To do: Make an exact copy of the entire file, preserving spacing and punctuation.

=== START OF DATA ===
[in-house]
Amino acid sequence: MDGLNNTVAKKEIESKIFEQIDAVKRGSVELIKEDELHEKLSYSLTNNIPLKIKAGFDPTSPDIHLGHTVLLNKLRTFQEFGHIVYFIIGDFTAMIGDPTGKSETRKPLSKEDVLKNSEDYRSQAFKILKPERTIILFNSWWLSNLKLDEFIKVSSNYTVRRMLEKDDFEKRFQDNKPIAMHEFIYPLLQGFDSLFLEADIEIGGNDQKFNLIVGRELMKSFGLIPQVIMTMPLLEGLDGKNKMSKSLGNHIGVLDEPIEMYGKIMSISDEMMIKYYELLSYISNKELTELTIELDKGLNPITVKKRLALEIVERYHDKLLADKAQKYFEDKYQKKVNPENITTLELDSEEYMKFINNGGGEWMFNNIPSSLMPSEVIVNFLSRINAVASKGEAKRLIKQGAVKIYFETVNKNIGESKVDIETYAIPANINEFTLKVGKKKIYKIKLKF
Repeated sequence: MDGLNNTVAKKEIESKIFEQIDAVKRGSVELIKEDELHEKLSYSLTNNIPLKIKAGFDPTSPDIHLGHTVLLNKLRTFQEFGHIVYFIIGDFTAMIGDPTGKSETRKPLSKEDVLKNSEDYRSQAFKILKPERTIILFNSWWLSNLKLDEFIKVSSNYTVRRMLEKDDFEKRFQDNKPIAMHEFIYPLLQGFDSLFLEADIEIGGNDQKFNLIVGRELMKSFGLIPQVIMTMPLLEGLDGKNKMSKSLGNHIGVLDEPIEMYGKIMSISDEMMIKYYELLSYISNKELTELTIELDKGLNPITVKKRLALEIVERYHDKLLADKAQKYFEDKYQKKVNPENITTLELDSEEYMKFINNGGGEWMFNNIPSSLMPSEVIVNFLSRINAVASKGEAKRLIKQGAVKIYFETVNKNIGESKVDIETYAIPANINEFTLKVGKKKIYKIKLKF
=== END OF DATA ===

[in-house]
Amino acid sequence: MDGLNNTVAKKEIESKIFEQIDAVKRGSVELIKEDELHEKLSYSLTNNIPLKIKAGFDPTSPDIHLGHTVLLNKLRTFQEFGHIVYFIIGDFTAMIGDPTGKSETRKPLSKEDVLKNSEDYRSQAFKILKPERTIILFNSWWLSNLKLDEFIKVSSNYTVRRMLEKDDFEKRFQDNKPIAMHEFIYPLLQGFDSLFLEADIEIGGNDQKFNLIVGRELMKSFGLIPQVIMTMPLLEGLDGKNKMSKSLGNHIGVLDEPIEMYGKIMSISDEMMIKYYELLSYISNKELTELTIELDKGLNPITVKKRLALEIVERYHDKLLADKAQKYFEDKYQKKVNPENITTLELDSEEYMKFINNGGGEWMFNNIPSSLMPSEVIVNFLSRINAVASKGEAKRLIKQGAVKIYFETVNKNIGESKVDIETYAIPANINEFTLKVGKKKIYKIKLKF
Repeated sequence: MDGLNNTVAKKEIESKIFEQIDAVKRGSVELIKEDELHEKLSYSLTNNIPLKIKAGFDPTSPDIHLGHTVLLNKLRTFQEFGHIVYFIIGDFTAMIGDPTGKSETRKPLSKEDVLKNSEDYRSQAFKILKPERTIILFNSWWLSNLKLDEFIKVSSNYTVRRMLEKDDFEKRFQDNKPIAMHEFIYPLLQGFDSLFLEADIEIGGNDQKFNLIVGRELMKSFGLIPQVIMTMPLLEGLDGKNKMSKSLGNHIGVLDEPIEMYGKIMSISDEMMIKYYELLSYISNKELTELTIELDKGLNPITVKKRLALEIVERYHDKLLADKAQKYFEDKYQKKVNPENITTLELDSEEYMKFINNGGGEWMFNNIPSSLMPSEVIVNFLSRINAVASKGEAKRLIKQGAVKIYFETVNKNIGESKVDIETYAIPANINEFTLKVGKKKIYKIKLKF